“We might be able to restore some function to your left arm.” It was 2015 and I was at Shepherd Center in Atlanta, Georgia talking to a neurosurgeon who specialized in a procedure known as nerve transfer, where a nerve is taken from one muscle and transplanted into a target muscle, which, in my case, was not getting messages due to damage to a portion of my spinal cord. “Really?” was all I could say. He went on to caution me that the success rate was not great for people in which a long period of time has elapsed since their injury, but I had dreamed and prayed for 13 years for this possibility and I didn’t hear much of anything after “...restore some function to your left arm.”
After about 2 months, I returned for more tests before they could schedule the surgery. In my mind, this was a mere formality, a box that had to be checked. After the tests, I had an hour to kill, so I walked around the halls of this sacred place in which miracles and heartbreaks happen every day. I came across a display of ceramic tiles that had been painted by patients and staff. I remembered seeing this display when I was here as a patient, but there was one tile that I must have missed. It was dated 1996 and featured a quote from Martin Luther King, Jr, “We must accept finite disappointment, but never lose infinite hope.” I went to my appointment and waited impatiently for the surgeon in the same room where he had explained the nerve transfer surgery for the first time. I thought about all the things I could do with a functioning bicep, even a weak one. Then he came in the room and I could tell by his face that it wasn’t good news. As he explained to me, the lab tests showed the muscle tissue in my left bicep had atrophied far more than he had expected, which meant that I wasn’t a candidate for nerve transfer.
Finite disappointment can be tough to accept. We reach out in the darkness and grab for that small light that seems to burn so brightly and the feeling of loss when it goes out can ruin the rest of your life if you let it. I remember thinking it would have been better if he had never gotten my hopes up at all. I had two months to imagine what life could be with one functioning arm, however weak. Being able to wear clothes with buttons and zippers again. The possibility of driving the normal way instead of using foot steering. The thought of one day rocking my future grandchildren, cradled in my left arm. All gone. It’s like you are searching for something you have lost and are desperate to find again, when someone tells you to follow this fork in the road and it will be just over the hill. You hurry in the new direction, climb the hill, and the next step leads you off a cliff.
Writing is a challenging hobby. There is a country song from David Alan Coe, called “The Ride”. This song is about a young musician who is hitchhiking from Montgomery to Nashville and he is picked up by the ghost of Hank Williams. The ghost is warning him how tough it is to get into the music business and he asks him, “Boy, can you make folks feel what you feel inside?” This is what writing is to me, making folks feel what I feel inside, but I struggled putting down in words what I felt inside after this disappointment. I finally realized that, since the day I was told I wasn’t a candidate for the surgery, I have hidden away my feelings because they were too painful. I believe there are two things that we all must overcome. One is the person we were years ago. The other, and the hardest to deal with, is the person we could have been.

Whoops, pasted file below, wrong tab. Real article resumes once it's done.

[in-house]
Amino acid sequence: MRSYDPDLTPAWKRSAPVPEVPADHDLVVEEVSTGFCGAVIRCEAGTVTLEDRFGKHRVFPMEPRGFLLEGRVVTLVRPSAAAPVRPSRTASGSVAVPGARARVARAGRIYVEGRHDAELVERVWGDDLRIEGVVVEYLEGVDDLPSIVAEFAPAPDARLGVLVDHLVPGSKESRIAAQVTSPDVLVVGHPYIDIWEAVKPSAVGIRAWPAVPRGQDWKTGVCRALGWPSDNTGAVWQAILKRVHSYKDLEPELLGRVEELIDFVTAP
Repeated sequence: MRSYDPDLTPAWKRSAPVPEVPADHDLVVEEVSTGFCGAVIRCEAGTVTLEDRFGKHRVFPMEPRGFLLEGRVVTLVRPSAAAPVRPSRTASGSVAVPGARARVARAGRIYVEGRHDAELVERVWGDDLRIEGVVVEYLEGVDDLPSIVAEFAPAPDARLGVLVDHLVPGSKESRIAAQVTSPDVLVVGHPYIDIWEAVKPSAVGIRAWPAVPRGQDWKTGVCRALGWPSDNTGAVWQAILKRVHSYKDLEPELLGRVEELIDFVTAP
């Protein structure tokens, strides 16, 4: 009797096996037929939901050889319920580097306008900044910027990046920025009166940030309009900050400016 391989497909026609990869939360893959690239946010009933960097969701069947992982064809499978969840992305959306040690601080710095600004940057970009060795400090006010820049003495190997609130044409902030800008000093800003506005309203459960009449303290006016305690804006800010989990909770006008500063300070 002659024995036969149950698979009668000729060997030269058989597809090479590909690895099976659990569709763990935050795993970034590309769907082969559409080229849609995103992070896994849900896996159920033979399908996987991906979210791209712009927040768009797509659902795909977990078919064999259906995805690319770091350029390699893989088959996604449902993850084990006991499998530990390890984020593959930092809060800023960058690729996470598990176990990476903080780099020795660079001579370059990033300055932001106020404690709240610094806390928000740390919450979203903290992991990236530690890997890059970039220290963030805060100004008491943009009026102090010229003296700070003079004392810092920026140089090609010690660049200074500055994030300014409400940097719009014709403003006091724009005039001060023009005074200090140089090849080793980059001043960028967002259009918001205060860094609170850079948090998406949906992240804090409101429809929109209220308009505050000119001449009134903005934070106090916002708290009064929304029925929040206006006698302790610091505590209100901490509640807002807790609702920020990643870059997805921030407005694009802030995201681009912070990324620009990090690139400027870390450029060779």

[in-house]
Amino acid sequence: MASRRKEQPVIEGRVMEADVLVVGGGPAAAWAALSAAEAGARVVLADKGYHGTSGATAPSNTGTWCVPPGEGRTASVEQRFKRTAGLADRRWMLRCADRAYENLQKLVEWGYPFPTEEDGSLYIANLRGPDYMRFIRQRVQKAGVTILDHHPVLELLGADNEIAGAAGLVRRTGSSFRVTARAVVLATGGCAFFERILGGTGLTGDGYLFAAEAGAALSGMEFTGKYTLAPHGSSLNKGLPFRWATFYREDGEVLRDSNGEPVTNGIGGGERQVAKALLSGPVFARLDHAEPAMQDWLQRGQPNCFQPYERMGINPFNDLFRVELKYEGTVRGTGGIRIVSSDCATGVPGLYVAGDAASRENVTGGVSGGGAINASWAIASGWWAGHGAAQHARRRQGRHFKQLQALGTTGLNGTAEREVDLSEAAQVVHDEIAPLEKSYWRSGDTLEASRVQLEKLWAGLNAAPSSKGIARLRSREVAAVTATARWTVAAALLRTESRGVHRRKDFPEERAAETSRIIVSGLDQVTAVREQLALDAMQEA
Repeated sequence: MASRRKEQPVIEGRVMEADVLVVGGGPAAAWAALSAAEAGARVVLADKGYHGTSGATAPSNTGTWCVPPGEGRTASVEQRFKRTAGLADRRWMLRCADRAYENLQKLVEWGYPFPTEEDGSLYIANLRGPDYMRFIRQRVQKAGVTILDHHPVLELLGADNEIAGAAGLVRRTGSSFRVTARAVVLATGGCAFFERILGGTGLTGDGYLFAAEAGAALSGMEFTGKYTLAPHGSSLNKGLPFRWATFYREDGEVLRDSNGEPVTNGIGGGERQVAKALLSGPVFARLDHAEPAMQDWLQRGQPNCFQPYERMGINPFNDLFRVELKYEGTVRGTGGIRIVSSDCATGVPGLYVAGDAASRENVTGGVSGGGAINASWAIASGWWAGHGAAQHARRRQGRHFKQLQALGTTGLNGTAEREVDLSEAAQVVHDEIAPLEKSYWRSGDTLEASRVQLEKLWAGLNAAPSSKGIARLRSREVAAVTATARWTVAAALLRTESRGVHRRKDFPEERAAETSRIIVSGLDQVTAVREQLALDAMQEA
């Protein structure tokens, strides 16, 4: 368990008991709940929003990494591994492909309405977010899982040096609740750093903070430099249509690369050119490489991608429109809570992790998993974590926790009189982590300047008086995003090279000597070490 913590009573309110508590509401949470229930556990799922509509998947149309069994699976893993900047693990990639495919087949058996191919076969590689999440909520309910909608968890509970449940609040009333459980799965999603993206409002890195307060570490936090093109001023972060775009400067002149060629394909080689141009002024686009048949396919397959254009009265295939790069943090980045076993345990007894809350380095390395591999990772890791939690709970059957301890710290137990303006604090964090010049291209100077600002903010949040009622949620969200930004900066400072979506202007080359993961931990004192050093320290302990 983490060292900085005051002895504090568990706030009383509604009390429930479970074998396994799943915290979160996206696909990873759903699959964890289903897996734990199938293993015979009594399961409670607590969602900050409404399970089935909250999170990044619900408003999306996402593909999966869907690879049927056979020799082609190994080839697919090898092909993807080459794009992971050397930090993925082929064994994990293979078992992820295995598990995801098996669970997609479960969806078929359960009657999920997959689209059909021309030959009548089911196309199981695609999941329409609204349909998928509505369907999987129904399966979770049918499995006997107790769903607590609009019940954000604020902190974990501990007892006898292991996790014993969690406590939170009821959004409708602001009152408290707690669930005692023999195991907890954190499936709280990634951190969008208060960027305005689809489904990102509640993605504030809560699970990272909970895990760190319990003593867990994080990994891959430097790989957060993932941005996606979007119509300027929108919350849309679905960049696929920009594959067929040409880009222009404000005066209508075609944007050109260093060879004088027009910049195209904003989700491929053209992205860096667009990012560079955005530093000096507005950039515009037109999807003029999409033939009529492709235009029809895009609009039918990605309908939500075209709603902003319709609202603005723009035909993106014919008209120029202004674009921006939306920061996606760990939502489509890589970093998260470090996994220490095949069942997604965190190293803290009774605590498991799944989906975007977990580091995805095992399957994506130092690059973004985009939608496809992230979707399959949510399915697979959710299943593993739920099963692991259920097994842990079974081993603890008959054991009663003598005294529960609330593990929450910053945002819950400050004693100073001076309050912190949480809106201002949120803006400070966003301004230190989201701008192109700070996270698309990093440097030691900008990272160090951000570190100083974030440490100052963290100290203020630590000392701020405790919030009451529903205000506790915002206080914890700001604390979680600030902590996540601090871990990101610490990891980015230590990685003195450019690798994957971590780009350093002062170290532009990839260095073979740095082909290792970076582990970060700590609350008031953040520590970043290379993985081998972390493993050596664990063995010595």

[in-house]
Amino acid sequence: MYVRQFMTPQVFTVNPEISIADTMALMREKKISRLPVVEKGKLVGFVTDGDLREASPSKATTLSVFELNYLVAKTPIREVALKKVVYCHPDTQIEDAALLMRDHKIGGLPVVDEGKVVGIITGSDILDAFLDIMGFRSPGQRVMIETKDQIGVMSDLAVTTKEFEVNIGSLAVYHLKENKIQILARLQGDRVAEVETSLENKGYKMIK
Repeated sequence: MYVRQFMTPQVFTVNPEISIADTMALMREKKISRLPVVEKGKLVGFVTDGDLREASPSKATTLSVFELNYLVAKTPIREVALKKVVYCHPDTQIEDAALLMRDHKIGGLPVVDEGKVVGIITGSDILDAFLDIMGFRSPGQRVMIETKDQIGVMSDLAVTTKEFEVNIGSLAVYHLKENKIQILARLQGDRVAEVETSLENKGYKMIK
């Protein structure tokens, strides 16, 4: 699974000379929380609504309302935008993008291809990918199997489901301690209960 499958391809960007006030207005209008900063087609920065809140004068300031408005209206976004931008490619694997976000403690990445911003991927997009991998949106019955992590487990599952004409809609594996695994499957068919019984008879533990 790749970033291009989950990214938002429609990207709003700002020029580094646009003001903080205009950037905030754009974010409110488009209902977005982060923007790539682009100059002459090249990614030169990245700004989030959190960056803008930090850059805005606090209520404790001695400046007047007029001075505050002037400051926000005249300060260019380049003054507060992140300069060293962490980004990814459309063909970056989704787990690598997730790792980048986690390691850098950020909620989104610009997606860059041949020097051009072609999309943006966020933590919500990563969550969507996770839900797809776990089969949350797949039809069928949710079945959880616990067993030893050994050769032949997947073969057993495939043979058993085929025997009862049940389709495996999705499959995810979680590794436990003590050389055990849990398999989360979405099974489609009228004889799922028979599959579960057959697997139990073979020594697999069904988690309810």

As has happened to me so many times, I was struggling with these feelings, when a totally random story jumped out at me. It seems there was a slab of marble in Italy that was to be used for a statue. The first sculptor gave up because the interior was full of imperfections and was, in his opinion, worthless. Another sculptor then tried to use the marble, but he too thought it unusable. It was removed to a courtyard full of bits and pieces of broken stone where it lay for decades. That was when it was found by a 26 year old sculptor named Michelangelo. He was commissioned by the city of Florence to build a typical statue of a triumphant David, with a sword in one hand and the head of a slain Goliath in the other. Because of the imperfections, the marble was not strong enough to show the desired pose, so Michelangelo instead decided to portray David before the battle. It showed a pensive young man, who stood armed only with a sling, patiently enduring the jeers from his enemy and looking perhaps a little scared about fighting the giant of a man before him. It was a David that everyone could relate to. It is widely considered the greatest statue ever made.
I am certainly no David, but I can relate to the slab that became the David sculpture. I believe all of us can. We set out, imagining a future where there is nothing we can’t conquer. Then life happens. Our imperfections become painfully obvious. Life is the sculptor, that shapes us, shaving off pieces that we would keep if it was up to us. We are left with something different than what we thought we wanted and in a place we never imagined we would be. If we can just overcome the longing of what was and what could have been, we can see the rightness, the sheer beauty of where we are and face the Goliaths in our future . And those imperfections? They just may become the most beautiful thing about us.